It all began when Newt Gingrich, speaking before a Republican group, said this about President Obama's basketball prowess:

(BEGIN VIDEO CLIP)

NEWT GINGRICH: Shooting 3-point shots may be clever, but it doesn't put anybody to work. And what we need is a president, not an athlete. We need somebody who actually focuses on getting people back to work.

(END VIDEO CLIP)

Well, after hearing that, NBC News correspondent Norah O'Donnell saw racism and presented her case to some colleagues:

(BEGIN VIDEO CLIP)

NORAH O'DONNELL, NBC NEWS: I mean, this was largely a good speech, Gingrich's speech about not being the party of no. Let's be yes on this, yes on this. But I'm not sure what he means by this particular sound bite, and I think it's open to some criticism because it suggests that the president is an athlete. And some people may suggest, you know, because all black people are good athletes — I mean, that's what it sort of sounds like to me.

UNIDENTIFIED FEMALE: Oh, I didn't see that at all.

UNIDENTIFIED MALE: Yeah, I didn't get that.

UNIDENTIFIED MALE: That went right by me.

UNIDENTIFIED MALE: Norah, I will back you up because my eyebrow arched as well.

(END VIDEO CLIP)

Mr. Capehart then went on to soften his remarks. But the fact that a Washington Post editorial writer would even consider racism in Mr. Gingrich's statement is absurd and points out just how far left some of The Washington Post people really are.

Now, I believe Americans have pretty much had enough of this bogus racism garbage. Not only when President Obama is criticized, but also in the elite media, which uses racism as a club to bludgeon anyone with whom they disagree.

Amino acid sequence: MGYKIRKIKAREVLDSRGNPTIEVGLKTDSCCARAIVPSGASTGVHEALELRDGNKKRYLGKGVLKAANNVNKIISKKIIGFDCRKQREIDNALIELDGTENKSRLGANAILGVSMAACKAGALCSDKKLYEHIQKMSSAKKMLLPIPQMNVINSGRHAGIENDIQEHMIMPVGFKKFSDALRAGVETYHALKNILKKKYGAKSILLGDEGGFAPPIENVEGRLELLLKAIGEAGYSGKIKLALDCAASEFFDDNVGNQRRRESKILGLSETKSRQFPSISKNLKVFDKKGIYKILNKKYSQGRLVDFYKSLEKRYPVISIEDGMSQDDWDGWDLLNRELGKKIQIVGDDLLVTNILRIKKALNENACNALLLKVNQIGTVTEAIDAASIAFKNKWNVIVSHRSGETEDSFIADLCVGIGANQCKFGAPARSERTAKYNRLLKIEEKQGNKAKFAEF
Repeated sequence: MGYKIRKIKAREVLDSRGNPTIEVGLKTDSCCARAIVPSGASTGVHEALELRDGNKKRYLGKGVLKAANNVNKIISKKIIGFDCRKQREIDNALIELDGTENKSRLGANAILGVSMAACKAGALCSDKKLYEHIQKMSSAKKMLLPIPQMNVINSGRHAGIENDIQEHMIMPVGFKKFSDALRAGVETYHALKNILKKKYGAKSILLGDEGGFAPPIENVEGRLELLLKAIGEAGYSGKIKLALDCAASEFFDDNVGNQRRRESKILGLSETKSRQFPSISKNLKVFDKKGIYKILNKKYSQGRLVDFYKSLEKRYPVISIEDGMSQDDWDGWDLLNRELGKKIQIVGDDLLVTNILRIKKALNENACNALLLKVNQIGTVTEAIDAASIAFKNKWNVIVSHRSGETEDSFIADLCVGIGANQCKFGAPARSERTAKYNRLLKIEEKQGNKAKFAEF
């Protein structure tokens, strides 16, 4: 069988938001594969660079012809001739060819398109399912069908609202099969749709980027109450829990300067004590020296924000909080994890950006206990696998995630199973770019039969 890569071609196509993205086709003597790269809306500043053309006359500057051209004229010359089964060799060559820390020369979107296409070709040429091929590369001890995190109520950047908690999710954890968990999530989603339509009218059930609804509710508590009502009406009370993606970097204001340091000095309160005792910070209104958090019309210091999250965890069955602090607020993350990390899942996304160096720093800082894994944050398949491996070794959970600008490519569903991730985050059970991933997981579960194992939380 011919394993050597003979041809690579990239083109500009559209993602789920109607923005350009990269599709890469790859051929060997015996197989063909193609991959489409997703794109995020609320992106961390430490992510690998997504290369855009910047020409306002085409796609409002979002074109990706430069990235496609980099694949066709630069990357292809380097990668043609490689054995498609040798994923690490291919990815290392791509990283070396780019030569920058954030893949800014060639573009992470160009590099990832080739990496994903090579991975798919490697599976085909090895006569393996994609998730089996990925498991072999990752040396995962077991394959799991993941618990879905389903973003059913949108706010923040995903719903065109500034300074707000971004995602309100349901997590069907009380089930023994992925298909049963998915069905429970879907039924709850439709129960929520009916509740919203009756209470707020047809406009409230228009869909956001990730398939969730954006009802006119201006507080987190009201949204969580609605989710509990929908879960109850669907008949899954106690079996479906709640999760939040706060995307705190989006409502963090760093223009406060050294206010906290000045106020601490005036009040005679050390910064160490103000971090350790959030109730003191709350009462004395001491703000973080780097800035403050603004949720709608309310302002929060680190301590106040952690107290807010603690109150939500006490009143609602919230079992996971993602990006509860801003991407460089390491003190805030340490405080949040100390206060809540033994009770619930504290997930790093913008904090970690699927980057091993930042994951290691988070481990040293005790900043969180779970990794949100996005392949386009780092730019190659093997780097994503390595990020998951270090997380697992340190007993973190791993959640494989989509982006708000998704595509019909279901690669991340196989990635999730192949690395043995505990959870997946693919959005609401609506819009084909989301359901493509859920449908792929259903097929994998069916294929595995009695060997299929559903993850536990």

During the 2008 presidential campaign, Bill Clinton was hammered by charges of racism when he referred to Jesse Jackson in the South Carolina primary. By all accounts, Mr. Clinton was furious that the far left branded him with the r-word simply for giving a historical opinion.

President Obama himself is not guilty in this sad situation. He has often said that he is not a victim of racism and has made clear his disdain for people using that charge, even when defending him.

But — but — there is no question that some of the president's biggest supporters are the biggest offenders when charges of racism arise. It might be good for Mr. Obama to say publicly that they should knock it off.

"Talking Points" well understands the bitterness that is sweeping the country. The right sees the Obama administration as a threat to what they want America to be. The left sees the attacks on the president as vicious and personal. Therefore, they reply in kind.

All of this is destructive to the country. There are enough legitimate issues to debate without degenerating into personal attacks, especially where racism is invoked.

From now on, "Talking Points" will alert you to people trafficking in this. It's despicable.

And that's "The Memo."

Pinheads & Patriots

Sad news. Our pal Dixie Carter passed away over the weekend from cancer. Ms. Carter was a classy, intelligent woman who brought joy to millions.

Click here to watch "Pinheads & Patriots"!

(BEGIN VIDEO CLIP)

DIXIE CARTER, ACTRESS: Hit it.

(MUSIC: "SWEET GEORGIA BROWN")

JEAN SMART, ACTRESS: Well, I'm surprised. I felt sure she'd go for "Danny Boy."

(END VIDEO CLIP)

Our condolences to Ms. Carter's husband Hal Holbrook and her entire family. She was a patriot.

On the pinhead front, actor Jim Carrey spoke out about the Tiger Woods situation. Unfortunately, he said that the golfer's wife bears some responsibility for his infidelities.

We believe that is dumb, as no one knows the inner workings of a marriage. So Mr. Carrey is a pinhead for getting involved in this.

You can catch Bill O'Reilly's "Talking Points Memo" and "Pinheads & Patriots" weeknights at 8 and 11 p.m. ET on the FOX News Channel and any time on foxnews.com/oreilly. Send your comments to: oreilly@foxnews.com.

Bill O'Reilly currently serves as the host of FOX News Channel's (FNC) The O'Reilly Factor (weekdays 8PM/ET), the most watched cable news show for the past 13 years. He joined the network in 1996 and is based in New York. Click here for more information on Bill O'Reilly